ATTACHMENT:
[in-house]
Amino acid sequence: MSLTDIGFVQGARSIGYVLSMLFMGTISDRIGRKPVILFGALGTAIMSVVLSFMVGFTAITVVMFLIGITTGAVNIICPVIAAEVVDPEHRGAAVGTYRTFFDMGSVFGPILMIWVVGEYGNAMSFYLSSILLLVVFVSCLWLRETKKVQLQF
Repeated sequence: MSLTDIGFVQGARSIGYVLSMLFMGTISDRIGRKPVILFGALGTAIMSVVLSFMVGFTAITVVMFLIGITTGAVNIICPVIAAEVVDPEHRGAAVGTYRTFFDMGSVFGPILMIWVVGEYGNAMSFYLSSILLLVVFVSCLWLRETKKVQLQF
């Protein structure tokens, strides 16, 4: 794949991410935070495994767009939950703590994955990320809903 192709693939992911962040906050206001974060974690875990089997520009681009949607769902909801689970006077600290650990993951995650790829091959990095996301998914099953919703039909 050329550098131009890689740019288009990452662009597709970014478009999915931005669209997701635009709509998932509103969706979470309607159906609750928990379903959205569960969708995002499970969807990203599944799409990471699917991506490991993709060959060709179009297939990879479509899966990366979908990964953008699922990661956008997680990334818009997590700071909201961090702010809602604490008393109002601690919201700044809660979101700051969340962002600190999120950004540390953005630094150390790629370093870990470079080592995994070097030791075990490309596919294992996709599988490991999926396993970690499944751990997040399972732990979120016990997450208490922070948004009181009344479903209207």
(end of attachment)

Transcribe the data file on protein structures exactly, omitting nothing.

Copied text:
[in-house]
Amino acid sequence: MSLTDIGFVQGARSIGYVLSMLFMGTISDRIGRKPVILFGALGTAIMSVVLSFMVGFTAITVVMFLIGITTGAVNIICPVIAAEVVDPEHRGAAVGTYRTFFDMGSVFGPILMIWVVGEYGNAMSFYLSSILLLVVFVSCLWLRETKKVQLQF
Repeated sequence: MSLTDIGFVQGARSIGYVLSMLFMGTISDRIGRKPVILFGALGTAIMSVVLSFMVGFTAITVVMFLIGITTGAVNIICPVIAAEVVDPEHRGAAVGTYRTFFDMGSVFGPILMIWVVGEYGNAMSFYLSSILLLVVFVSCLWLRETKKVQLQF
């Protein structure tokens, strides 16, 4: 794949991410935070495994767009939950703590994955990320809903 192709693939992911962040906050206001974060974690875990089997520009681009949607769902909801689970006077600290650990993951995650790829091959990095996301998914099953919703039909 050329550098131009890689740019288009990452662009597709970014478009999915931005669209997701635009709509998932509103969706979470309607159906609750928990379903959205569960969708995002499970969807990203599944799409990471699917991506490991993709060959060709179009297939990879479509899966990366979908990964953008699922990661956008997680990334818009997590700071909201961090702010809602604490008393109002601690919201700044809660979101700051969340962002600190999120950004540390953005630094150390790629370093870990470079080592995994070097030791075990490309596919294992996709599988490991999926396993970690499944751990997040399972732990979120016990997450208490922070948004009181009344479903209207």